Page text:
Journal: Journal of Public Administration Research and Theory
Published: July 2022
Contact CBS researcher: Thomaz Teodorovicz
Since the arrival of COVID-19, tourism scholarship has focused its attention on rethinking and restarting the tourism sector. In this urgent search for a ‘new normal’, the embodied experience of hosting such an unwelcomed virus, the philosophical questions this raises, and the tourism futures already in the making, have not been fully explored. The article introduces Nancy's (2000/2002) philosophy, L'intrus [The Intruder], where he reflects on having a heart transplant operation to give body to the experiences of the self as exteriority and of otherness always already within. We take inspiration from Nancy to think and sense the experience of the COVID-19 virus intrusion in tourism. To do this, we weave personal philosophical reflections with ethnographic material to reflect on three themes of intrusion for tourism scholarship to consider: the experience of a body/self as exposed, the experience of a shattered self, and the experience of uncertain futures.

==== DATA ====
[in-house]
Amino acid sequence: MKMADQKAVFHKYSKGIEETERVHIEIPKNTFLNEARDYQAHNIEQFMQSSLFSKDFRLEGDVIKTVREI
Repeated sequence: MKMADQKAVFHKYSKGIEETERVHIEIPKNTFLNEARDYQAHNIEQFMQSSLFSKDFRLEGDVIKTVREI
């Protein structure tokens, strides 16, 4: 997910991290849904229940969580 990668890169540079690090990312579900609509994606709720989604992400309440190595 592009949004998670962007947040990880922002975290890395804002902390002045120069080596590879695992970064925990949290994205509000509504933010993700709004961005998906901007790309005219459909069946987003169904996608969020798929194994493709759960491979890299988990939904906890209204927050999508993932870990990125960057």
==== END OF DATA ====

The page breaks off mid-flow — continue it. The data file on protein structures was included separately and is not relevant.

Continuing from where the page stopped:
Governance has become a common part of teaching curriculums for most business schools, public administration schools and other related faculties. This paper questions the content of governance curriculums taught before COVID-19 pandemic in 5 European countries and provides a comparative assessment. Research findings indicate that apart from teaching general governance courses, governance is most often taught as specific for certain organizational or industrial context. This is followed with governance from perspective of leadership and change management, but also governance within business administration discipline of strategy. However, the intensity of governance as a topic within curriculums differs significantly. Only limited number of curriculums include resilience topics which have proven their importance during COVID-19 pandemic. Findings of this paper can be used to develop unitary and internationalized curriculums on governance studies at European universities in a post COVID-19 world.